Please visit their blog for more information on this new feature.

2016-09-05_0625

 

Rock the Lab: First 9 Weeks

I know most of you are already setting up your rooms even though the year hasn’t officially started. This profession seems to attract dedicated individuals that go above and beyond. Here’s one thing you can check off of your to-do list…the first 9 weeks of Rock the Lab is complete. The purpose of this website is to provide students and teachers meaningful technology integrated lessons that support the NEISD Scope and Sequence. There are 2-3 lessons per content area and several lessons for keyboarding and coding skills. 

One of my most favorite moments during the Summer Olympics was when the women’s gymnastics team won gold. The gif below expresses the perfect attitude for the beginning of the year. Just take a deep breath and say to yourself, “I got this”.

I Got This 2

Thinglink 360/VR Summer Challenge

It’s summer! This time of year always gives me the opportunity to learn new skills, explore new tools, and collaborate with new people. Once again, I am participating in the Thinglink Summer Challenge. We will be exploring a new feature they recently added that allows you to upload and annotate 360 images. This is a great way to create engaging and immersive experiences for students. My first attempt was a virtual field trip to the Alamo that provided students with a guided tour and interactive activities that taught them about the significance of the battle during the fight for Texas Independence. I’ve created a channel to showcase the submissions from various Thinglink Expert Educators and teachers from around the country. I will continue to add on a weekly basis, so please check back often for more Thinglink inspiration. Make sure to join the Thinglink 360 Facebook page and visit the #Thinglink360 feed on Twitter. As Susan would say…Happy Tagging!

Wanna Go to The Alamo?

Talk about immersive experiences… The new Thinglink VR editor gives you and your students the opportunity to interact with 360-degree images and (coming soon) video. I thought I would give you a sneak peek of the image I will be discussing during the Interactive 360/VR Image Slam on Thursday, June 2nd. Sign up to view live at 8:00 pm EST or to receive a copy of the webinar in your inbox. You can also participate in the ThingLink Summer VR Challenge that begins on June 26.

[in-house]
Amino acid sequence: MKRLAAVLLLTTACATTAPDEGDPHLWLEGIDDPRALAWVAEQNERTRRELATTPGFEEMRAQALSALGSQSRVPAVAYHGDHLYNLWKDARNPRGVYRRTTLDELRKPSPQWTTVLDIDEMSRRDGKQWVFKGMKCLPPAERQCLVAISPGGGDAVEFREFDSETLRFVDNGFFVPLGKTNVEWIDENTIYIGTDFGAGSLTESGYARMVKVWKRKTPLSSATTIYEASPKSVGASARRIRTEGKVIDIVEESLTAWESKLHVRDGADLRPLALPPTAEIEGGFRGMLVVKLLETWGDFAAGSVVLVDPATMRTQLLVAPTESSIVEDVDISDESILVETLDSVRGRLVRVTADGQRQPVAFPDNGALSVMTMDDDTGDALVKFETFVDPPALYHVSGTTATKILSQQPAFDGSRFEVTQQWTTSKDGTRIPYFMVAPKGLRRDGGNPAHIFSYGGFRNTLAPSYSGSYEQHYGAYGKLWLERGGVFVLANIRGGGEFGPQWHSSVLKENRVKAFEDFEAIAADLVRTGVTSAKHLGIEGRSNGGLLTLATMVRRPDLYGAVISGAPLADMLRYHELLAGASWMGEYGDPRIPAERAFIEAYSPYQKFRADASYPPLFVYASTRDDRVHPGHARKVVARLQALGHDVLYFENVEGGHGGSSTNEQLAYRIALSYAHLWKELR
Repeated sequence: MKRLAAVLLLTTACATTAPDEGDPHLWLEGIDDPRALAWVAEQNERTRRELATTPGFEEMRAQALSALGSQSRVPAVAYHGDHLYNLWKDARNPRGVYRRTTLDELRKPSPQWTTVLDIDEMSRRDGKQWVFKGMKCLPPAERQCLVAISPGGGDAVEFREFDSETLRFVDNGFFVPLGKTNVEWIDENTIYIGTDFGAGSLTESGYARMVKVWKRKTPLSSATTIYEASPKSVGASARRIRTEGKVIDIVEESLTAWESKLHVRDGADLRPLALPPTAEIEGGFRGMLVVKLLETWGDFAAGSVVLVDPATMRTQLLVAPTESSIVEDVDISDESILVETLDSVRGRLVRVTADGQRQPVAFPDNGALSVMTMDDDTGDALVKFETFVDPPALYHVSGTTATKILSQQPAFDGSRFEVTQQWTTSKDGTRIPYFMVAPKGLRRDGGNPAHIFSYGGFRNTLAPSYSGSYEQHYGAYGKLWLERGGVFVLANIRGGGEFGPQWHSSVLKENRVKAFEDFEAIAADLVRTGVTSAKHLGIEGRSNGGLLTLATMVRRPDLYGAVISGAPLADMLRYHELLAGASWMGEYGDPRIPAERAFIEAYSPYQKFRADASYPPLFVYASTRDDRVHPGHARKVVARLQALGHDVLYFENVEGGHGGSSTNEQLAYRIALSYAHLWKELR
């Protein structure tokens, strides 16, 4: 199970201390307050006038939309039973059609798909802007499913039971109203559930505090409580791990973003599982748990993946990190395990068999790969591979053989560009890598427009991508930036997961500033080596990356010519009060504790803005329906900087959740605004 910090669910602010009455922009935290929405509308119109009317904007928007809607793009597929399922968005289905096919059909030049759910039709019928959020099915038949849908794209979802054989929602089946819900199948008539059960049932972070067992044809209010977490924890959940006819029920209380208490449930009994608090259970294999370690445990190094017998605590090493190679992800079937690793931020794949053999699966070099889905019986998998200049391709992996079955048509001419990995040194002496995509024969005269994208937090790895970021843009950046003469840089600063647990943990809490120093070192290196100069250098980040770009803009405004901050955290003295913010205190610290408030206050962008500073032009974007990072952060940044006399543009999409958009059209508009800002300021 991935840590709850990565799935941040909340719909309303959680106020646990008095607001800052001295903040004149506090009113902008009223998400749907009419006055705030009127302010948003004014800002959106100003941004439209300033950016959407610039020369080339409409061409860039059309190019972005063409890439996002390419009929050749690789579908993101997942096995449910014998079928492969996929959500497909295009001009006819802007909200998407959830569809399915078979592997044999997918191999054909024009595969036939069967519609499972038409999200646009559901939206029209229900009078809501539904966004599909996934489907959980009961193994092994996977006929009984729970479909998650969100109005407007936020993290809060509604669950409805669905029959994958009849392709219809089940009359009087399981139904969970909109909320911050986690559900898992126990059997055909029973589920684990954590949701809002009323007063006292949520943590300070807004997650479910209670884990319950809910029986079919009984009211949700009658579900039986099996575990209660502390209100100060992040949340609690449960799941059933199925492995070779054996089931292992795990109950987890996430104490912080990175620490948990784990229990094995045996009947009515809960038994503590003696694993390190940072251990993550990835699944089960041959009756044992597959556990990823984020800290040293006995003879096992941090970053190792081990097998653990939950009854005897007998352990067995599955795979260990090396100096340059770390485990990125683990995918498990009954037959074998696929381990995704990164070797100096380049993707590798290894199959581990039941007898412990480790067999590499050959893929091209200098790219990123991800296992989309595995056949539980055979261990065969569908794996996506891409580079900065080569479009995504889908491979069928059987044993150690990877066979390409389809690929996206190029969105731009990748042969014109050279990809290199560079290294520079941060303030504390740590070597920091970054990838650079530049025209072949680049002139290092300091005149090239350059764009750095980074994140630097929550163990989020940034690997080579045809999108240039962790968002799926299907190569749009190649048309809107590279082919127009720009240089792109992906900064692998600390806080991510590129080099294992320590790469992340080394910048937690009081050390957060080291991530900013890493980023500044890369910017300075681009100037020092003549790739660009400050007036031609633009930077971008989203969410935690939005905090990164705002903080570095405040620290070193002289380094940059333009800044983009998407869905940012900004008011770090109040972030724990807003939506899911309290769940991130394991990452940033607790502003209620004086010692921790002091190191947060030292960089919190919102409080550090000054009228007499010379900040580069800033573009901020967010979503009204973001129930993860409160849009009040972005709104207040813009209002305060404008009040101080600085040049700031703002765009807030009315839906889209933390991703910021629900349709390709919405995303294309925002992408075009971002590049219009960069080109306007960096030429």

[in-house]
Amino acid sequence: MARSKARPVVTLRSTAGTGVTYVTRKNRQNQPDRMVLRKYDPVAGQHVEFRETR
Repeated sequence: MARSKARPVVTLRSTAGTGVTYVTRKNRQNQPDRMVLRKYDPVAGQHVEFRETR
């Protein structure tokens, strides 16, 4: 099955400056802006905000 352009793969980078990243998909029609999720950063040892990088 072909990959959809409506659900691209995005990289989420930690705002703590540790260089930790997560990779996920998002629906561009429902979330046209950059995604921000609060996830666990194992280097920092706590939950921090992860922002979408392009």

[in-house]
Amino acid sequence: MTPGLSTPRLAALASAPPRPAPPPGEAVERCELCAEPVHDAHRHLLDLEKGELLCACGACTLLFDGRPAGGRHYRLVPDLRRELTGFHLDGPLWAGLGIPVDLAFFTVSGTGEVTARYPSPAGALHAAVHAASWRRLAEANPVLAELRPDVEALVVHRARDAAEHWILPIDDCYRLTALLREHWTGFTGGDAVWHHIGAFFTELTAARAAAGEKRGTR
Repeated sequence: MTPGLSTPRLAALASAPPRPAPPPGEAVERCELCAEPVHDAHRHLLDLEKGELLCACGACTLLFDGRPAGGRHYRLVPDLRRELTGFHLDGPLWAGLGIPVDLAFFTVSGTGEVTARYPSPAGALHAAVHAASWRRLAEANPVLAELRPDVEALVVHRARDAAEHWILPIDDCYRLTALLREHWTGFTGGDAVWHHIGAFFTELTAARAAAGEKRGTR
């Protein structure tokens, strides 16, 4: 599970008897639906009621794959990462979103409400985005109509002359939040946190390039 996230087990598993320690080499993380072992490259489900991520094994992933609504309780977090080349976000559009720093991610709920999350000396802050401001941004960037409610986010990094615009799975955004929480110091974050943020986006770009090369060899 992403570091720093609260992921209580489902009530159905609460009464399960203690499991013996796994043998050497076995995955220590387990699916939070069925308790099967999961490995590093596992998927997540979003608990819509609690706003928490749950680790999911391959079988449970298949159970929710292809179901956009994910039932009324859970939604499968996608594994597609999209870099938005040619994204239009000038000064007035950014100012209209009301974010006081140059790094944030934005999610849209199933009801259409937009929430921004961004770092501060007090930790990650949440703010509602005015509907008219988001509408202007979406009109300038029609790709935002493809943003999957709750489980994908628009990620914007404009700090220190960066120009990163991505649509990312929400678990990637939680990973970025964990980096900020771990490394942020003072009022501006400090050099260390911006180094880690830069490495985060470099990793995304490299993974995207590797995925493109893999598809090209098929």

*Update*

Click on the video below to view the webinar that walks you through the image above (51:00). Check out all of the other great panelists for even more ideas on how to utilize 360 images. 

Explore this updated Bindr collection for even more inspiration.

 

The Educator Hive is Live!

11215884_1069462249763489_5140863979003232372_n

 

Smore has launched a new collaborative community called The Educator Hive. This awesome space Smoreallows you to share your flyer templates and adapt others as your own. The navigation makes it easy to sort by type of resource (presentation, newsletter, assignment, etc) to find exactly what you need to support classroom instruction. You can duplicate a flyer that you like, which copies a modifiable template into your account. You will need to have an educator’s account in order to have access to this community.

 

End of the Year Ideas to Keep Students Engaged

You’re tired. You should be. Fortunately, there are plenty of educators willing to share lessons and Screen Shot 2016-04-21 at 11.02.44 AMresources you need to keep students engaged and learning until the very last day of school. This happens to be an exciting time in our country with the upcoming Presidential elections and Summer Olympics. It’s the perfect opportunity to embed current event themes into review activities or end of the year research projects. Matt Miller from Ditch That Textbook has created some amazing end of the year review activities with an Olympic theme. He utilizes Google Drawings and Kahoot and gives detailed explanations as to how the review games work. Visit his blog post to read more.

PBS Learning Media created an entire site dedicated to teaching students the process of U.S. elections. It includes information outlining debates, an interactive map that shows the amount of electoral votes allotted to each state and the current location of the candidates, and virtual field trips to important destinations in Washington D.C. 

Screen Shot 2016-04-21 at 9.46.07 AM

I’ve added both of these resources to my list of End of the Year Tech Ideas that you can view below. Let me know in the comments section if you have a great lesson or resource to add to the list.